During the 80s and 90s, the telco sector was dominated by incumbent, state-owned monopolies. These providers had a mind-set of engineering-led products with a take-it-or-leave-it approach to marketing and sales.
However, as many of the state monopolies were broken up in the 90s and early 2000s, this introduced additional competition. That, in turn, brought about a shift towards products that addressed customer needs and has resulted in a solution-led sales approach.
In the last five years much has changed again. There has been an important shift in emphasis from purely fixed and mobile products to unified comms solutions. This hasn’t been restricted to the large corporates but has extended all the way down to micro businesses that have embraced the possibilities on offer. This product shift has driven two huge changes: an increased focus on user experience and a shift in the way these solutions are sold, leading to a greater focus on the needs of the customer and, more importantly, to the benefits that they could enable.
Over the next five years this focus on customer experience will expand to cover all aspects of the engagement with the customer, which means that enterprises need to find new ways to differentiate themselves in the market and rise above the competition. Together, the five transformations listed below are a good place to start.
Shift from product selling to solution selling
Firstly, if you haven’t already, make the shift from product to solution selling. This means coming to a customer with an opinion rather than simply asking them what their problems are. Show them you know their industry, their business and what the future holds in terms of the technology.
Being able to articulate the benefits to them will build the trust they need to believe you can really help them. To make this a reality, sales teams must be equipped with the right data, insights and tools to effectively engage, prove they are well informed and be able to have the right conversation with the customer.
Resolve the disconnect between sales and service
Once you’ve started down this path, ensure the handover from sales to service is seamless. This is often where things start to fall apart. Joining up sales and service requires a cultural shift within the organisation. Operating models need to reflect the two different focuses of the business: delivering projects and delivering service. While it might be okay for new solutions and services to be aligned to individual technologies, the underlying service cannot be delivered in the same way.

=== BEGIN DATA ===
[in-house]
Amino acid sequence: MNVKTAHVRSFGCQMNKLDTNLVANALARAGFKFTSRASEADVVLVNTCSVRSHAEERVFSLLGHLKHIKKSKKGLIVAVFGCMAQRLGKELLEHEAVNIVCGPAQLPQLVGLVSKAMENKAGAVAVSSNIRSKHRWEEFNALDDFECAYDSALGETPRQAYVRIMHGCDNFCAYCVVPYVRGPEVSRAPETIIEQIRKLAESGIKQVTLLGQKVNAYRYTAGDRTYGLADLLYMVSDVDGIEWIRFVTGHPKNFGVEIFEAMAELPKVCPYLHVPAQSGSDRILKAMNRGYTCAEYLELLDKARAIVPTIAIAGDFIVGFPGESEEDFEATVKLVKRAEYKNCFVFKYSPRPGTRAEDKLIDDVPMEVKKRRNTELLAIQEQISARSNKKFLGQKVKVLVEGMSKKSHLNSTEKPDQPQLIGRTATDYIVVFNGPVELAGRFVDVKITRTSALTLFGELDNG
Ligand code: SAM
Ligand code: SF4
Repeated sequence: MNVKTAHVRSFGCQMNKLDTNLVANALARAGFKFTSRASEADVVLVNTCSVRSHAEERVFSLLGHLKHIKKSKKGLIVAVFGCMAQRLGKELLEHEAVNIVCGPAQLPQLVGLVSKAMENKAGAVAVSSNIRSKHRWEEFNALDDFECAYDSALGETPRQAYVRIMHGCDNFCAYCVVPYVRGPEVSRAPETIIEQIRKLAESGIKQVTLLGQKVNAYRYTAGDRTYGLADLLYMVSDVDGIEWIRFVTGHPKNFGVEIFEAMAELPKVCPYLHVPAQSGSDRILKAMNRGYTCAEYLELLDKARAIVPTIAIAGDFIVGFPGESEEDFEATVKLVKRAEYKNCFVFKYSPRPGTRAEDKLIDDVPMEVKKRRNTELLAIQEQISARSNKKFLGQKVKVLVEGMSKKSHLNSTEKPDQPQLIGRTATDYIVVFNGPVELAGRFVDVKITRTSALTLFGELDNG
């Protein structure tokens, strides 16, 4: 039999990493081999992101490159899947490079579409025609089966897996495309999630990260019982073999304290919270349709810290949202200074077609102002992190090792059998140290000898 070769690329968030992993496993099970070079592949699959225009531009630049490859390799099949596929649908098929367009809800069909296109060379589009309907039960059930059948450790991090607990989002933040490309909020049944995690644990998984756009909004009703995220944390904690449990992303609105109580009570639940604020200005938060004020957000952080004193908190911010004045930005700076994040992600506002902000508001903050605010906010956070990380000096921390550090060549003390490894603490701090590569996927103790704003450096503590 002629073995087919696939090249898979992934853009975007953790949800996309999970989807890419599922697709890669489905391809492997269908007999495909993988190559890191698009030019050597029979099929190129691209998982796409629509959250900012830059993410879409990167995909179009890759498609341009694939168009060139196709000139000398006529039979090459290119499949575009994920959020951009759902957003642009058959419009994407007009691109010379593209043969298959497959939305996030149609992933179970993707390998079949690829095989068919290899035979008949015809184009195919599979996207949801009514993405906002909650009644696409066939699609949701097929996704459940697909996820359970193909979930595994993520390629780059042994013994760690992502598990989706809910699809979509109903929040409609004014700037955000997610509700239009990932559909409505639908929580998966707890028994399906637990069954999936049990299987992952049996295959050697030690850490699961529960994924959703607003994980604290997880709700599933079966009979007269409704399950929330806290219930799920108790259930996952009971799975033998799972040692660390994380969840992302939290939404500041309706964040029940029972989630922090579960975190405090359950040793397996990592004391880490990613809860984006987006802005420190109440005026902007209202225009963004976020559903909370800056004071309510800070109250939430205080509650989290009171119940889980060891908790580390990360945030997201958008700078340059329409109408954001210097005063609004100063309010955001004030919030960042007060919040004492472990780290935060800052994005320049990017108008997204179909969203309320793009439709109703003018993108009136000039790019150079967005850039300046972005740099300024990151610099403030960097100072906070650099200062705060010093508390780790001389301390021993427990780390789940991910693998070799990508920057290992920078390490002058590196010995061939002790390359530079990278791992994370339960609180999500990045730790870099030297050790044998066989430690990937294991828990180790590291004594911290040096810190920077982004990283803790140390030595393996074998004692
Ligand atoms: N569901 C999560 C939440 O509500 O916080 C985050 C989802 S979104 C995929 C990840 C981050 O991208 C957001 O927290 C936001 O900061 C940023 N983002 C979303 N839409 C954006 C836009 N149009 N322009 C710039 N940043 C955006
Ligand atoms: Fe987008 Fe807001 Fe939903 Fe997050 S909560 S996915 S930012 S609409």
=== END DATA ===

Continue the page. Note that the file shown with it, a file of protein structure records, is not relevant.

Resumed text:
Gartner calls this a bi-modal operating model and it requires a shift in thinking within your technology teams, support functions and across the entire business. This comes from the top-down, with a customer experience-led approach, and bottom-up, through redefining operational processes to support internal and external service level agreements.
Meet the highest customer expectations
Cultivating an organisation-wide focus on customer experience across all touch points (marketing, sales and service) and across all channels (whether direct or indirect) needs to be driven top-down. For example, ensure you leverage analytics to obtain a holistic view of customers’ needs for information, sales and service. This enables you to understand what is important to customers and where you’re not getting proper adoption of services, so you can educate customers, offer alternatives or re-address the proposition.
Partner and divest for focus and performance
Yesterday’s technology ecosystem was simple to understand and manage whereas today’s ecosystem is anything but. We are faced with multiple services, systems, applications and an accelerating need to deliver new solutions to customer problems. And the pace of change is increasing.
That’s why many organisations are recognising that continuing to deliver fast-paced innovation and business as usual within the same organisation is becoming increasingly difficult. Using best-of-breed partners – either outsourcing or fully divesting the more commoditised services – will let you focus on higher-value differentiated services, innovation and customer experience.
This bi-modal approach requires C-level buy-in and a grown-up approach to partner management that focuses on outcomes rather than micro-management and cost alone.
Harness the data to drive greater customer intimacy
Finally, you must harness customer-shared data to create greater intimacy and prove that you really do understand them and their business. That means you need to capture every piece of information that customers give you from every interaction and use it to inform future conversations and recommendations. It also means you have to develop your ability to make use of the data. As technology performance increases you can use greater amounts of automation to pre-empt customer needs.
By embracing each of these five transformations, you will enable your marketing, sales and service teams to change the customer conversation and create a customer experience that is fit for 2020.
Tim Bardell, Client Partner, NTT DATA
Image source: Shutterstock/Sergey Nivens